Two years after January 6 attempted coup, Republican fascists deadlock the House

The US House of Representatives adjourned Wednesday night, still deadlocked over the selection of a Speaker, with a group of 20 fascist Republicans refusing to support the party’s nominee, Kevin McCarthy, and denying him the 218 votes required for election. Six votes had taken place on Tuesday and Wednesday, with McCarthy’s total actully declining by two, from 203 to 201, in the course of the series of roll calls. Given the narrow margin for the incoming Republican majority, 222-213, McCarthy could afford to lose only four Republicans, but instead lost five times as many.

McCarthy is no moderate. He is backed by Trump, and voted against certifying the election of Joe Biden, even after the mob attack on the US Capitol on January 6, 2021. His opponents have few political differences with him. They are blocking his election as part of an effort by sections of the US ruling elite to shift the Republican Party and the entire structure of American capitalist politics even further to the right.

Members walk on the House floor in the House chamber in Washington, Wednesday, Jan. 4, 2023. [AP Photo/Andrew Harnik]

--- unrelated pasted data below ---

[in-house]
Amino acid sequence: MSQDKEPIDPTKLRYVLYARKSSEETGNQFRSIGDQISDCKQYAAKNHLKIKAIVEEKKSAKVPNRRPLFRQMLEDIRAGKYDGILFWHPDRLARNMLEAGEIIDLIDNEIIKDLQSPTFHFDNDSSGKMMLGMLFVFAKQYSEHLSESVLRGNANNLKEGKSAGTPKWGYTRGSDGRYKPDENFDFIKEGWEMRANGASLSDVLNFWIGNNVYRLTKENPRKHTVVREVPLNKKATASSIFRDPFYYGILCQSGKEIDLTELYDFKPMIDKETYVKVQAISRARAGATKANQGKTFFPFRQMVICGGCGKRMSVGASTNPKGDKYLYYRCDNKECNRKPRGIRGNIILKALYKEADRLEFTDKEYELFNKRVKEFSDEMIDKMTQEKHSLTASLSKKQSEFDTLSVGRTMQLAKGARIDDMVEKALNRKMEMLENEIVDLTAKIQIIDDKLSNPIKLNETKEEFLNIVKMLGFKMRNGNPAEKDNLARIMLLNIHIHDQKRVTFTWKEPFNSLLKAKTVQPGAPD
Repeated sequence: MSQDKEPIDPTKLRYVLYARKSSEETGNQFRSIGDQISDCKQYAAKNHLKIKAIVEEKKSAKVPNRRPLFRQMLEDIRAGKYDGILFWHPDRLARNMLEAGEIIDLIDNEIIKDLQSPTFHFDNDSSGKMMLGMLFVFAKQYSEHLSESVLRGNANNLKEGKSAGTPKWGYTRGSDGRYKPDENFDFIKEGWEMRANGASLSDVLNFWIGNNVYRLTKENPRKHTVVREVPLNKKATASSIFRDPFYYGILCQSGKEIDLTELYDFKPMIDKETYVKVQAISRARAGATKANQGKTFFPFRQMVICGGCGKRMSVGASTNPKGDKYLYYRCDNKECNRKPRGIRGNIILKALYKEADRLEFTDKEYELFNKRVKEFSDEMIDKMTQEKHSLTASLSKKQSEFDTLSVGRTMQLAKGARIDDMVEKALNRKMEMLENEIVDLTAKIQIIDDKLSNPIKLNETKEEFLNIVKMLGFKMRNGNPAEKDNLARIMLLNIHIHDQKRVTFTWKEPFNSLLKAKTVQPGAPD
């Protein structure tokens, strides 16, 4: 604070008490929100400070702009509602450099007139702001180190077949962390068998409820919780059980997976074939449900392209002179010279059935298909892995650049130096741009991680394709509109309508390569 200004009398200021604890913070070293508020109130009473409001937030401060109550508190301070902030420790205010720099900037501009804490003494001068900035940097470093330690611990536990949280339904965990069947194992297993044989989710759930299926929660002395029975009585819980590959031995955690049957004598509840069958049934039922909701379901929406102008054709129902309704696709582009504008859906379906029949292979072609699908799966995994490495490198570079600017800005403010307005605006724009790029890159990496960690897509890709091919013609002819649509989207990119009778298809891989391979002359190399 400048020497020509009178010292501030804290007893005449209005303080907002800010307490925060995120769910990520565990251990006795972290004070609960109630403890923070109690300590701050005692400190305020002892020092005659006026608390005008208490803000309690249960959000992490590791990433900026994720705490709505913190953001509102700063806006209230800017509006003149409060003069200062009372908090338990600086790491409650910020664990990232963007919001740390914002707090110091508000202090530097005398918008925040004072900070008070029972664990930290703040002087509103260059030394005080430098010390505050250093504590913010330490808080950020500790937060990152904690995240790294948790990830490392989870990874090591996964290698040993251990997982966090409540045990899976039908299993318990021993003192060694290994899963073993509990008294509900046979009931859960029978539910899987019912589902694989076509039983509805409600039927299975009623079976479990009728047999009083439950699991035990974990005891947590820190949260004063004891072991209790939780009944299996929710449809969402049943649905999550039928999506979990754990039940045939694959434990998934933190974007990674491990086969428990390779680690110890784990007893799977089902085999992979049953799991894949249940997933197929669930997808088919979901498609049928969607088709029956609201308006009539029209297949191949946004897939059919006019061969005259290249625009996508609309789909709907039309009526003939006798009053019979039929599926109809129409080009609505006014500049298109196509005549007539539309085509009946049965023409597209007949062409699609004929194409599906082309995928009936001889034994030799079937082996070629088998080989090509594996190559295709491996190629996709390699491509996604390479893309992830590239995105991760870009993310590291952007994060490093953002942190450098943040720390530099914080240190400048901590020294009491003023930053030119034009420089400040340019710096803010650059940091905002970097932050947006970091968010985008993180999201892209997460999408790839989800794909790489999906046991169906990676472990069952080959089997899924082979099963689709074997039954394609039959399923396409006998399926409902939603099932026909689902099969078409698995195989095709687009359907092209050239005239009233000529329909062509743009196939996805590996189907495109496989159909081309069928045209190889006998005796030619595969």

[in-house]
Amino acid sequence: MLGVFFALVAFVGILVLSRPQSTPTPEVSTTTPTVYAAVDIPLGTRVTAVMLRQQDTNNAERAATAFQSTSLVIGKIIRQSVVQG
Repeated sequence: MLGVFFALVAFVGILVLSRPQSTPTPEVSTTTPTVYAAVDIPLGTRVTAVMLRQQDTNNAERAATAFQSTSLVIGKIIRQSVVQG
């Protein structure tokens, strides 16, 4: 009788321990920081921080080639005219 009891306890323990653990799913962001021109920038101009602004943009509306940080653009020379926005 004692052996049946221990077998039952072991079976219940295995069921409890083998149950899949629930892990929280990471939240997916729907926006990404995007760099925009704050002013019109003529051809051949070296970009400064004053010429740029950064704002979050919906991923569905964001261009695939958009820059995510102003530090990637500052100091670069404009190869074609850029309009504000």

The selection of a Speaker is enormously consequential in terms of the functioning of Congress, and the whole American government. It is not at all a ceremonial position. The Speaker is the chief political and administrative officer of the House of Representatives, a position established in the US Constitution, and is second in line of succession to the presidency, after the vice president. Until one is chosen, the House is effectively paralyzed, members cannot even be formally sworn in and take their seats, or committees form and begin to hold hearings.

The Speaker appoints the majority of members of the Rules Committee, which lays down the conditions for debate, amendment and voting on every piece of legislation. He or she decides which committee will handle legislation and when it will be called up for debate and vote, chooses members of select committees and conference committees, oversees the selection of members for each regular committee, and manages the administrative officers of the House, including the Sergeant-at-arms.

McCarthy’s opponents have made increasingly aggressive demands for changes in the rules of the House that would give them effective control over its operations, both legislative and investigative. McCarthy has already agreed to restore a rule allowing a motion to vacate the chair—essentially a new vote for Speaker—at any time during the two-year session, only requiring five members to support it.

The Republican leader also agreed to the establishment of a special committee on “the weaponization of the federal government,” with the power to investigate any federal action which the fascist right could portray as a political attack. This would include, among other things, retaliating against a Justice Department prosecution of Trump or any member of Congress for their role in the January 6 attack on the Capitol. It would also “investigate” the cases of hundreds of fascist thugs already prosecuted and jailed for their roles in the violence.